[FoRK] The Hope of Audacity
sdw at lig.net
Thu Jul 23 18:17:08 PDT 2009
Jeff Bone wrote:
> Hey, y'all remember those quaint old days when I was all up in arms
> about Bush's absolutely egregious concentration, expansion and abuse
> of executive authority? And some if not most of you agreed? The
> arrogance, the hubris, the autocracy? Quaint indeed. Unchecked and
> unbalanced, let's rock!
> Here's the money bits:
> Today, the Obama administration delivered one of the more remarkable
> presidential power grabs seen in recent memory (the transmittal letter
> is here, and a section-by-section description of the proposal is
> available here).
Power grabs we can all get behind??
> That would be a remarkable shift of power on its own, but the
> president’s proposal doesn’t stop there. Not only would the council
> make recommendations on payment updates, it would also have the
> authority to propose other “Medicare reforms” which would go into
> effect unless Congress could muster veto override majorities in
> opposition. What are “Medicare reforms”? From the write-up, it seems
> they could be just about anything. Changes in beneficiary
> cost-sharing. New rules for establishing qualified hospitals and
> doctors. Penalties for physicians who don’t follow government
> guidelines. Pretty much anything except for the payroll tax and
> premium structure. The only parameters are that the “reforms” must
> improve the quality of medical care and the efficiency of Medicare
"must improve the quality of medical care and the efficiency" - That
would be some interesting constraint on action. Abusable, but at least
> The administration is touting this as a belated cost-control idea.
> It’s not. By itself, it doesn’t change anything, as there are no hard
> targets that must be hit. So it doesn’t answer the Elmendorf critique
> that the bills now moving in Congress, even if such a provision were
> added to them, don’t bend the cost-curve of governmental health spending.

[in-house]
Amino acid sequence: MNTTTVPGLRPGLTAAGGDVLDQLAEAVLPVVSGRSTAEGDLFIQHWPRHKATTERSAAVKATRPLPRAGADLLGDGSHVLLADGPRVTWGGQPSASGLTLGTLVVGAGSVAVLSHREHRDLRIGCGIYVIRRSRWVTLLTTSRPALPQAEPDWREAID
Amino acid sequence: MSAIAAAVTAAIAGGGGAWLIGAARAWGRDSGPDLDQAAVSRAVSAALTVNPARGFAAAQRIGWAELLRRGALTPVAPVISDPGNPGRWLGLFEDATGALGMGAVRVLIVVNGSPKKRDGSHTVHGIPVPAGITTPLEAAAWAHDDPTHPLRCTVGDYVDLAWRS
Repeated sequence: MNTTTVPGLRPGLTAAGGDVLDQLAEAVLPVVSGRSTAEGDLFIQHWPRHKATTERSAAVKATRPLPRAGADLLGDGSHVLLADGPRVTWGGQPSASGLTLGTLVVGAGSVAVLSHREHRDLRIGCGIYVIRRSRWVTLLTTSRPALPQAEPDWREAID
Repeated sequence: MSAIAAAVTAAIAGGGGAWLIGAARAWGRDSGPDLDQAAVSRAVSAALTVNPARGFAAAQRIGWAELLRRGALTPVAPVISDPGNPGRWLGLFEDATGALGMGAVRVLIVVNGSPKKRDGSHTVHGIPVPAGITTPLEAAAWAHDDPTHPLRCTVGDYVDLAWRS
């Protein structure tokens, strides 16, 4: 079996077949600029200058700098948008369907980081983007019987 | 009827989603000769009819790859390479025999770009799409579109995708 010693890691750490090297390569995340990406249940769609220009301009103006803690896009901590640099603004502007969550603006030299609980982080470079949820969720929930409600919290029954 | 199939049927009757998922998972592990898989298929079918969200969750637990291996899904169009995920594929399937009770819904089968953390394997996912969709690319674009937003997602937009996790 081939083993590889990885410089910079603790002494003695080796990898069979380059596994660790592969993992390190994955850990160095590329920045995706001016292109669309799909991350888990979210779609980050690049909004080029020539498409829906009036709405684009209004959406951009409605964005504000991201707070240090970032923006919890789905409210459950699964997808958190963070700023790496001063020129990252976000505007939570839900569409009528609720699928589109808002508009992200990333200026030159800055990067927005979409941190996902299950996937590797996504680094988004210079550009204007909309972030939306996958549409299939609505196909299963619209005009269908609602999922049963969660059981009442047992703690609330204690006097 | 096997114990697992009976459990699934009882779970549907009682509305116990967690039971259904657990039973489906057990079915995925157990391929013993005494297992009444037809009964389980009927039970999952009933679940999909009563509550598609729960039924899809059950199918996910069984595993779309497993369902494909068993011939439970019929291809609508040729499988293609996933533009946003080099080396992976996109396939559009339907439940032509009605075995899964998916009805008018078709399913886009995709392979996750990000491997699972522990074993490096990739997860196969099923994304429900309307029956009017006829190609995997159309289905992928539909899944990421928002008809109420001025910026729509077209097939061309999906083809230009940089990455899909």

That seems like a non sequitur. Clearly, amassing that authority is not
for nothing. Bending the cost-curve, in at least attempted intelligent
ways, is the point.
> Still, the fact that the administration is pushing this bill at all
> speaks volumes. Here’s a Democratic president telling a Democratic
> Congress that it can’t be trusted to run Medicare anymore. That’s
> stunning, especially so because Democrats, including the president,
> are working feverishly to exert additional governmental control over
> health insurance for working age Americans. If Congress can’t run
> Medicare well, what possible rationale is there for standing up
> another government-run insurance plan?
Refactoring? Changing the rules? New blood? Changed optimization
targets? "what possible rationale..." - What kind of a stupid question
is that? Oh, the kind that insists that government can never run
anything efficiently. (We all agree that government tends toward
inefficiency, but it is not a universal quantifier.)
> Nonetheless, the audacity is something to behold. Certainly unilateral
> executive branch authority to re-write entitlement programs from
> scratch would have come in awful handy during the Reagan and Bush
> years. But that may dawn on others as well. Like Medicare
> beneficiaries, physicians, hospitals, labs, nursing homes, and, of
> course, House and Senate members too. Good luck, Mr. President.
Good luck indeed. Perhaps it is just a big stick. The nuclear option.
That would be a great strategy.
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